The son of Johann Bernoulli, nephew of Jakob Bernoulli, Daniel Bernoulli was by far the ablest of the younger Bernoullis.
He is said to have had a bad relationship with his father. Upon both of them entering and tying for first place in a scientific contest at the University of Paris, Johann, unable to bear the "shame" of being compared to his offspring, banned Daniel from his house. Johann Bernoulli also tried to steal Daniel's book *Hydrodynamica* and rename it *Hydraulica*. Despite Daniel's attempts at reconciliation, his father carried the grudge until his death.

Daniel Bernoulli taught at the University of Basel for 26 years until his death. He was a contemporary and intimate friend of Euler. He went to St. Petersburg in 1724 as professor of mathematics, but did not like it there, and a temporary illness in 1733 gave him an excuse for leaving. He returned to Basel, where he held successively the chairs of medicine, metaphysics, and natural philosophy.

His earliest mathematical work was the *Exercitationes* (*Mathematical Exercises*), published in 1724, which contains a solution of the differential equation proposed by Jacopo Riccati (the Riccati equation). Two years later he pointed out for the first time the frequent desirability of resolving a compound motion into motions of translation and motions of rotation. His chief work is his *Hydrodynamique* (*Hydrodynamica*), published in 1738; it resembles Lagrange's *Méchanique Analytique* in being arranged so that all the results are consequences of a single principle, namely, in this case, the conservation of energy. This was followed by a memoir on the theory of the tides, to which, conjointly with the memoirs by Euler and Colin Maclaurin, a prize was awarded by the French Academy: these three memoirs contain all that was done on this subject between the publication of Isaac Newton's *Principia* and the investigations of Laplace. Bernoulli also wrote a large number of papers on various mechanical questions, especially on problems connected with vibrating strings, and the solutions given by Brook Taylor and by d'Alembert. He is the earliest writer who attempted to formulate a kinetic theory of gases, and he applied the idea to explain the law associated with the names of Robert Boyle and Edme Mariotte.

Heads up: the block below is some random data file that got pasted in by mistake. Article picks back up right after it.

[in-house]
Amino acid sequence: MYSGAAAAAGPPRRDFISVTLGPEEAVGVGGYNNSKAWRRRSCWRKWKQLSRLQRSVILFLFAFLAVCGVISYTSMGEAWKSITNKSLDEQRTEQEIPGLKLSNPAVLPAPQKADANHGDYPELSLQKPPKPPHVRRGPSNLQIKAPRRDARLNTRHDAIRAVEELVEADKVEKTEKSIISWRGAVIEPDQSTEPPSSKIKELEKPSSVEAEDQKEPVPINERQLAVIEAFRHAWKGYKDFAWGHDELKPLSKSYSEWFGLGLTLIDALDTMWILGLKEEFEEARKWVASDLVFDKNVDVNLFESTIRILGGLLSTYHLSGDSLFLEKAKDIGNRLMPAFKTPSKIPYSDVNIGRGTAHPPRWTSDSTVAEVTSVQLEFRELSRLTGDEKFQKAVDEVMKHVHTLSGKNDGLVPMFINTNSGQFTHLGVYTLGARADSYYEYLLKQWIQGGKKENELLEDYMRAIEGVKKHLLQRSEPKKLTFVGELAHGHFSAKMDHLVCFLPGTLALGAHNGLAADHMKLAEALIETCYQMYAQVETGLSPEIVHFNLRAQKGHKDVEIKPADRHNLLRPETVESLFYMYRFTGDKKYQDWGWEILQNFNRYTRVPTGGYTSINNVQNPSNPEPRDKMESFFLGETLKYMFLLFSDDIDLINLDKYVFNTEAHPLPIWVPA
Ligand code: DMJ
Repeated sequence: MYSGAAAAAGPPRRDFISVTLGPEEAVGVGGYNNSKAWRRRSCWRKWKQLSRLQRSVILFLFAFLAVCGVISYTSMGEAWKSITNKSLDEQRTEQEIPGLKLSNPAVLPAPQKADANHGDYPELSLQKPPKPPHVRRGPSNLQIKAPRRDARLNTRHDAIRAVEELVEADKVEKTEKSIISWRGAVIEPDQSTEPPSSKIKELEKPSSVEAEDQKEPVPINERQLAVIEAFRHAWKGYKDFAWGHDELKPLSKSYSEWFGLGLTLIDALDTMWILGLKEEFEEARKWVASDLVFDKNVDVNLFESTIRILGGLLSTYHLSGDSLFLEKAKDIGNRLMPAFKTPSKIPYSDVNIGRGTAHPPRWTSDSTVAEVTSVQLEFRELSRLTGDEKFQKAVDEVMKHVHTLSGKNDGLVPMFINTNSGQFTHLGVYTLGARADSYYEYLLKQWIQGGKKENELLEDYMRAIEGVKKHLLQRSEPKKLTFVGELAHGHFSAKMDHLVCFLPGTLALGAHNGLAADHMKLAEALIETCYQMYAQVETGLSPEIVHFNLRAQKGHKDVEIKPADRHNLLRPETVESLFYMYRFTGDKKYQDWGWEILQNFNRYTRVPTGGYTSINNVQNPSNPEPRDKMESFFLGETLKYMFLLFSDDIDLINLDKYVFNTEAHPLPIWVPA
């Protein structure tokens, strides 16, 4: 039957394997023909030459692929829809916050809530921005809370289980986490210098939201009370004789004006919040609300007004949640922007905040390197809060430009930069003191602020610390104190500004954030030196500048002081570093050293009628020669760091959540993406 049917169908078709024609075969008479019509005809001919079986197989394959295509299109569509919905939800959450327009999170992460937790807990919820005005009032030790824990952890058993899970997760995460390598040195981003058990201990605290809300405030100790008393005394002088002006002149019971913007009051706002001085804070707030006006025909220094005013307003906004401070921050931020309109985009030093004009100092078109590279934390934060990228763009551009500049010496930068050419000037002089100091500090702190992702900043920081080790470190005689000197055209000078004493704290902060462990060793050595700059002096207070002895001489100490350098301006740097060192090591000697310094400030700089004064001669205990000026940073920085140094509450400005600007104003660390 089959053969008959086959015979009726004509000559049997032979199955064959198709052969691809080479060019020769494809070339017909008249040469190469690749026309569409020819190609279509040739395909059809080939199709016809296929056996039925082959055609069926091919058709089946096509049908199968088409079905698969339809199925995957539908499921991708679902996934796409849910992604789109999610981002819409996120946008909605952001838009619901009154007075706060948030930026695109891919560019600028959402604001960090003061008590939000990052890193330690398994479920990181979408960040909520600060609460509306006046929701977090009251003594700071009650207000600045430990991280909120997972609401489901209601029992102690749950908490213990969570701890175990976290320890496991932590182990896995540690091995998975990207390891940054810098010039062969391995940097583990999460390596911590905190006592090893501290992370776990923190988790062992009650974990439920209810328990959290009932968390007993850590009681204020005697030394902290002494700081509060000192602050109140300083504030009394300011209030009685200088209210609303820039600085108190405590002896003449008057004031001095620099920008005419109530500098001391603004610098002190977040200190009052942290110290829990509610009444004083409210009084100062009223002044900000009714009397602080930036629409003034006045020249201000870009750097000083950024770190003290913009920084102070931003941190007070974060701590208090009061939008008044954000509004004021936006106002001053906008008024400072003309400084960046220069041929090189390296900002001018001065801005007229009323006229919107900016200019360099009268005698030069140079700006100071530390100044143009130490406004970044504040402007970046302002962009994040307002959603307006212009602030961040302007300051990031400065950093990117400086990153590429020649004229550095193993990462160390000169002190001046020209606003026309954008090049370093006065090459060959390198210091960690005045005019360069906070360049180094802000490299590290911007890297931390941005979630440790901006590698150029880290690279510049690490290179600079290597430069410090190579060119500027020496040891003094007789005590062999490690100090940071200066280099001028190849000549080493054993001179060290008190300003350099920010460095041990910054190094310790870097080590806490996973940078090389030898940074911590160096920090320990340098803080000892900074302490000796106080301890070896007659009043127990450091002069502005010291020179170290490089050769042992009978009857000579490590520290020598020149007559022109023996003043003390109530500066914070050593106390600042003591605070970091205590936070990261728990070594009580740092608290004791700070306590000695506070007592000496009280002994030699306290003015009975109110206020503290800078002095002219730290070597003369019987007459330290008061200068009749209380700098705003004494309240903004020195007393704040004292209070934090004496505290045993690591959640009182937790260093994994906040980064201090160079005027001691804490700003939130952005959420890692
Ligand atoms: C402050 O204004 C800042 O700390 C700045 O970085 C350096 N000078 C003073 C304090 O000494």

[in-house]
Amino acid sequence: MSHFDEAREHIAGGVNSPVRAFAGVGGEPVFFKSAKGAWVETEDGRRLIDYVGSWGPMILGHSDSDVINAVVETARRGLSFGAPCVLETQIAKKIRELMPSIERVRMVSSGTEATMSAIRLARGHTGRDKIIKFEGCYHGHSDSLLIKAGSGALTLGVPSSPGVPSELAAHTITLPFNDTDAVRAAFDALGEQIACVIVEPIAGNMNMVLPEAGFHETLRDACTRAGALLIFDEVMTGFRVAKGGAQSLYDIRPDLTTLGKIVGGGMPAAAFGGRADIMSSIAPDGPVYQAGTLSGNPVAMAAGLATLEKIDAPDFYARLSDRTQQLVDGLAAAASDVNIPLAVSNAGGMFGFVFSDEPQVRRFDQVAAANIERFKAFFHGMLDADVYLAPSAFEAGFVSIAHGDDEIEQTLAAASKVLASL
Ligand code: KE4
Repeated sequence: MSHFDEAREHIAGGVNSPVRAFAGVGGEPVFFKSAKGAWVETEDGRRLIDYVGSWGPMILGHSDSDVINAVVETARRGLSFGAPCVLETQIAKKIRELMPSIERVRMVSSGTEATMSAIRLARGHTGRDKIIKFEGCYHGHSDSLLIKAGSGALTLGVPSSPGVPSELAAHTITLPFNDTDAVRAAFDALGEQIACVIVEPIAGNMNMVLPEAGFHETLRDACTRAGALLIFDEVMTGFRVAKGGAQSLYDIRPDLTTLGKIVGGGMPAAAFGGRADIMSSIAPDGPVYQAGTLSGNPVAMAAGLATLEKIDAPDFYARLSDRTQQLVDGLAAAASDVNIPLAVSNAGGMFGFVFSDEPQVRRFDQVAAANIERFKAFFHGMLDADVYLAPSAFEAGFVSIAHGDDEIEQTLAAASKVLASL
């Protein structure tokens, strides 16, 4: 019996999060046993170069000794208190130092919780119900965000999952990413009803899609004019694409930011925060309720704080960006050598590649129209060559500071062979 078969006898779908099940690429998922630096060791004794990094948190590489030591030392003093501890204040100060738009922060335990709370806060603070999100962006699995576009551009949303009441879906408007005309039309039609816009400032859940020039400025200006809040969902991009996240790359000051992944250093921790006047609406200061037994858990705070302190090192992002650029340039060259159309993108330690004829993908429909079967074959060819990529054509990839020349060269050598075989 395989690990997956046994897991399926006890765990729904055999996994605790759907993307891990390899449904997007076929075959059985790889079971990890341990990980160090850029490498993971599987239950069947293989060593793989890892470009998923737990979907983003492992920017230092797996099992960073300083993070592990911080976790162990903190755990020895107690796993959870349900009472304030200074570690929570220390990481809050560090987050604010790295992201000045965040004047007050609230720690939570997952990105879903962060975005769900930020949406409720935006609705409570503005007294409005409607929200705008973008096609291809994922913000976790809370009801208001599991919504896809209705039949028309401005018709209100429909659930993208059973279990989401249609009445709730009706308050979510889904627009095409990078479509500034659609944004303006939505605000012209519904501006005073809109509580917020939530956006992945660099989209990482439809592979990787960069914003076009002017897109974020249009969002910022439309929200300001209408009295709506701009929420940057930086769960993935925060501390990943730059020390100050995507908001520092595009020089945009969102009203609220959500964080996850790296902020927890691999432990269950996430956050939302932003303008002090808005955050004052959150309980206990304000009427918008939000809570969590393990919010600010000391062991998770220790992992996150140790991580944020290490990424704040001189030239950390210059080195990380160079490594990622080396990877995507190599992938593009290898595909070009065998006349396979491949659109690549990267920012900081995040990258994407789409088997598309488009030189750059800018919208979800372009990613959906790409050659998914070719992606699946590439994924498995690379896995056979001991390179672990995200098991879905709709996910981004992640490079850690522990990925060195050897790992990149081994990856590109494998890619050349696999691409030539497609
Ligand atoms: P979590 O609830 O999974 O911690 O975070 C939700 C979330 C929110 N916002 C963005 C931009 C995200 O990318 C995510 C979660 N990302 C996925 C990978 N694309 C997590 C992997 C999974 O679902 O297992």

He died at Basel, where he was professor of physics, on March 17, 1782.